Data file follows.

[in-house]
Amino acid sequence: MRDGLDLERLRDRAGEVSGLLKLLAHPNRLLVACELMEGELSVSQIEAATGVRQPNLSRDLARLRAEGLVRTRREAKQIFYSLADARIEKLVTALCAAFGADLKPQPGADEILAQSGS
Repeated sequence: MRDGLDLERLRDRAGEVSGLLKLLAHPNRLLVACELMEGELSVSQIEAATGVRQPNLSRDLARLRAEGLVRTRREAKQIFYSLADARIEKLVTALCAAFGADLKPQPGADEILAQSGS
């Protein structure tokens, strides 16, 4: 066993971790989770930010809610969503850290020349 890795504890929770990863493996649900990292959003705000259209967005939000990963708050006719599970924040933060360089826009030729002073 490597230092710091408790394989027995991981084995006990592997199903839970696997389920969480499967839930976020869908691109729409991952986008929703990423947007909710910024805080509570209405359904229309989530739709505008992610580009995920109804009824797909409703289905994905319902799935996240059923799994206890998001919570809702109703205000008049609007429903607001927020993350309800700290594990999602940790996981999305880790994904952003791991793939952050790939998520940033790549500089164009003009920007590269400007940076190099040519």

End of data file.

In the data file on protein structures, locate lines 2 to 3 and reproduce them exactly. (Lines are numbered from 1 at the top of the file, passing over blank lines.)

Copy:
Amino acid sequence: MRDGLDLERLRDRAGEVSGLLKLLAHPNRLLVACELMEGELSVSQIEAATGVRQPNLSRDLARLRAEGLVRTRREAKQIFYSLADARIEKLVTALCAAFGADLKPQPGADEILAQSGS
Repeated sequence: MRDGLDLERLRDRAGEVSGLLKLLAHPNRLLVACELMEGELSVSQIEAATGVRQPNLSRDLARLRAEGLVRTRREAKQIFYSLADARIEKLVTALCAAFGADLKPQPGADEILAQSGS